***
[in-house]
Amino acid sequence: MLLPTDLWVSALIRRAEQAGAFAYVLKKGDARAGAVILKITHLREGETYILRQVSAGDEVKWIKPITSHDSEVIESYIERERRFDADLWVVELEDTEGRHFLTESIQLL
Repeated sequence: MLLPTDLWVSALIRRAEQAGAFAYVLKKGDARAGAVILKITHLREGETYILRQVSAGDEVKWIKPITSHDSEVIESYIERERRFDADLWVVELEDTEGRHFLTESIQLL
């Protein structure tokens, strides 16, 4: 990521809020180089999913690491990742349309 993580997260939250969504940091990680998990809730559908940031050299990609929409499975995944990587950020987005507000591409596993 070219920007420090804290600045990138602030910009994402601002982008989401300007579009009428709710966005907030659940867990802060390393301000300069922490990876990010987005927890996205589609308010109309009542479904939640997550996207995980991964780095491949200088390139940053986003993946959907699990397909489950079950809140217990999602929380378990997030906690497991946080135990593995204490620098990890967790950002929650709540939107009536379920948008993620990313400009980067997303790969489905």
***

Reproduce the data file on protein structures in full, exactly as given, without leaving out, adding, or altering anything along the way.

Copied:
[in-house]
Amino acid sequence: MLLPTDLWVSALIRRAEQAGAFAYVLKKGDARAGAVILKITHLREGETYILRQVSAGDEVKWIKPITSHDSEVIESYIERERRFDADLWVVELEDTEGRHFLTESIQLL
Repeated sequence: MLLPTDLWVSALIRRAEQAGAFAYVLKKGDARAGAVILKITHLREGETYILRQVSAGDEVKWIKPITSHDSEVIESYIERERRFDADLWVVELEDTEGRHFLTESIQLL
């Protein structure tokens, strides 16, 4: 990521809020180089999913690491990742349309 993580997260939250969504940091990680998990809730559908940031050299990609929409499975995944990587950020987005507000591409596993 070219920007420090804290600045990138602030910009994402601002982008989401300007579009009428709710966005907030659940867990802060390393301000300069922490990876990010987005927890996205589609308010109309009542479904939640997550996207995980991964780095491949200088390139940053986003993946959907699990397909489950079950809140217990999602929380378990997030906690497991946080135990593995204490620098990890967790950002929650709540939107009536379920948008993620990313400009980067997303790969489905």